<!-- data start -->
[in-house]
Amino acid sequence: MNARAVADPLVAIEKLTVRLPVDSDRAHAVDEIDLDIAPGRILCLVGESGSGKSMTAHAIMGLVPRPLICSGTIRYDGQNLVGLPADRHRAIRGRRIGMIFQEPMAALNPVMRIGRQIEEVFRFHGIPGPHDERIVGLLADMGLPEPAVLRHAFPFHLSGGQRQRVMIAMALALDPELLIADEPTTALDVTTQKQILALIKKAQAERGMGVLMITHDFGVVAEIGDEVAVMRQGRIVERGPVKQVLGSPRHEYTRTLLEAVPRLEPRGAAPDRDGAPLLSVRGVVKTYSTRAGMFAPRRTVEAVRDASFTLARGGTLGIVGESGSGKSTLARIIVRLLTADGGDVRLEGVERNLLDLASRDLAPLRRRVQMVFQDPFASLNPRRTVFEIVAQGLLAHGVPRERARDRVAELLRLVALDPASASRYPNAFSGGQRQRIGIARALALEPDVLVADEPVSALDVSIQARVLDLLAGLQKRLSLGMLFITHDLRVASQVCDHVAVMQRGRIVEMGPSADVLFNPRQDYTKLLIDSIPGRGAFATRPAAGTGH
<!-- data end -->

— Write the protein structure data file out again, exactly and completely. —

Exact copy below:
[in-house]
Amino acid sequence: MNARAVADPLVAIEKLTVRLPVDSDRAHAVDEIDLDIAPGRILCLVGESGSGKSMTAHAIMGLVPRPLICSGTIRYDGQNLVGLPADRHRAIRGRRIGMIFQEPMAALNPVMRIGRQIEEVFRFHGIPGPHDERIVGLLADMGLPEPAVLRHAFPFHLSGGQRQRVMIAMALALDPELLIADEPTTALDVTTQKQILALIKKAQAERGMGVLMITHDFGVVAEIGDEVAVMRQGRIVERGPVKQVLGSPRHEYTRTLLEAVPRLEPRGAAPDRDGAPLLSVRGVVKTYSTRAGMFAPRRTVEAVRDASFTLARGGTLGIVGESGSGKSTLARIIVRLLTADGGDVRLEGVERNLLDLASRDLAPLRRRVQMVFQDPFASLNPRRTVFEIVAQGLLAHGVPRERARDRVAELLRLVALDPASASRYPNAFSGGQRQRIGIARALALEPDVLVADEPVSALDVSIQARVLDLLAGLQKRLSLGMLFITHDLRVASQVCDHVAVMQRGRIVEMGPSADVLFNPRQDYTKLLIDSIPGRGAFATRPAAGTGH